Some recent mobile phones use piezo actuators, driven by dedicated haptics drivers at various voltages (50 to 200 Volts peak to peak). This provides precise vibration feedback, such as you may feel when using a Swype touchscreen keypad on some Android phones.
The advantages of these actuators:
- Very small size and light weight for given level of vibration feedback
- Very low power consumption compared to vibration motors
- Extremely short start and stop times (1.5 mS) and duration resolution
- Fine frequency control and wide frequency range: e.g. 1 Hz to 350 Hz vibration
- No magnetic field hence no risk of erasing magnetic stripes on credit cards etc
While online stores like Digikey do not seem to have the really small haptic piezos, only their larger cousins, the piezo benders (coin piezo speakers), you could actually use a bender for your purpose. Also, I know at least one local business that hand-fabricates their own piezo haptic actuator sheets using piezo materials bought from ebay or AliExpress. It's pretty low-tech and not a recent development at all.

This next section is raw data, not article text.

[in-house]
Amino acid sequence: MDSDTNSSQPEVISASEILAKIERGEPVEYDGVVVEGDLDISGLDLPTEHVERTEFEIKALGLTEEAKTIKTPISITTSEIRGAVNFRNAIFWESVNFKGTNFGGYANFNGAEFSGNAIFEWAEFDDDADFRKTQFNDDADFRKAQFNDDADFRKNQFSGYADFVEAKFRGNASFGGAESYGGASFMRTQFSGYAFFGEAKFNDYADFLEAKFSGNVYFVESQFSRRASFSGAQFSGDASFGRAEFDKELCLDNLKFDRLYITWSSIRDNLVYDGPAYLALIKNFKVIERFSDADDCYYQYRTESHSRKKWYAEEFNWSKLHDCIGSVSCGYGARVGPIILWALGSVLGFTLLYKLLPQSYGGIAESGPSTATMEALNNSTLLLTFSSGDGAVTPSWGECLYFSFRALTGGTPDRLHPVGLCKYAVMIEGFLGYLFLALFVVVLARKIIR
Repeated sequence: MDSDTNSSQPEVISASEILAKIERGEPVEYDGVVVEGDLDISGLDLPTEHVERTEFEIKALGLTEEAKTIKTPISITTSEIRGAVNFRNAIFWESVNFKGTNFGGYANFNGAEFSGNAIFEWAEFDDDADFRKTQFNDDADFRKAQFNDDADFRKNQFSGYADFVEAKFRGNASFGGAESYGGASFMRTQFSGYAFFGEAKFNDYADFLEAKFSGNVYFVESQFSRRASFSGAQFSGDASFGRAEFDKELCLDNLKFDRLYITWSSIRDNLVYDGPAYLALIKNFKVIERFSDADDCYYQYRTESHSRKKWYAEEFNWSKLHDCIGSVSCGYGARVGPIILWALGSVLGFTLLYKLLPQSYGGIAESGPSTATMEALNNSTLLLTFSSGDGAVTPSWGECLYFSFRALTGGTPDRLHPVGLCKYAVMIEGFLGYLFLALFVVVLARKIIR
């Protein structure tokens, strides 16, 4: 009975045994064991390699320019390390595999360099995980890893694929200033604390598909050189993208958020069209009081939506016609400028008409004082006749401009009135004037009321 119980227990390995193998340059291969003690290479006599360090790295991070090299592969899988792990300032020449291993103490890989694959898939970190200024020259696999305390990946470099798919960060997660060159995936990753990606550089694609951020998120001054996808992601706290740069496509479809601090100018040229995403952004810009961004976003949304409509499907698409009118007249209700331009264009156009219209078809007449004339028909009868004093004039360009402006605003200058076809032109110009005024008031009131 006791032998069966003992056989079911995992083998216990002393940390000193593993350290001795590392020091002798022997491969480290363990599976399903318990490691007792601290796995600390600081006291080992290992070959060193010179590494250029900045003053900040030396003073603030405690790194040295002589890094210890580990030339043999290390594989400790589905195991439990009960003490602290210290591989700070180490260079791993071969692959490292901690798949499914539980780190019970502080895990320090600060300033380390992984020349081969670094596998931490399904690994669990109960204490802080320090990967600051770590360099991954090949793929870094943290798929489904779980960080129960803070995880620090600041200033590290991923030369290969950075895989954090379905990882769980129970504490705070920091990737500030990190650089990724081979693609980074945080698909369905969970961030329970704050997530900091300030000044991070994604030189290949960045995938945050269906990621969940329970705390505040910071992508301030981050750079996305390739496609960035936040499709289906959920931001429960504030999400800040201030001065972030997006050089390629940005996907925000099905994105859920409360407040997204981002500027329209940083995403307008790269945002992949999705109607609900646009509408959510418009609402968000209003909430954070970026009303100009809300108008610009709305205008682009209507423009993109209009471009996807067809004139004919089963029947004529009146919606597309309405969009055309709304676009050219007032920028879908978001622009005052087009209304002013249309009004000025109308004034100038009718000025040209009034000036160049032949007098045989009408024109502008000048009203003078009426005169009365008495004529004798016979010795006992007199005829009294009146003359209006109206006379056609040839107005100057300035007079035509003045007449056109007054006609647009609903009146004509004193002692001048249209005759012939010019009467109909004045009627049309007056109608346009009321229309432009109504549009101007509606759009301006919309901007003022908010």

This article gives an outline of the various haptic feedback options commonly used, from motors to piezos.
To drive a piezo actuator, you can build an oscillator + voltage boost solution of your own, or use a highly integrated single-chip solution such as TI's DRV8662 which pretty much takes care of everything, from PWM input through to voltage boost up to 200 Volts.
One of my projects incorporated a piezo haptic feedback solution using a regular peizo coin speaker, which was acceptable because a really strong vibration was not needed, just perceivable touch notification.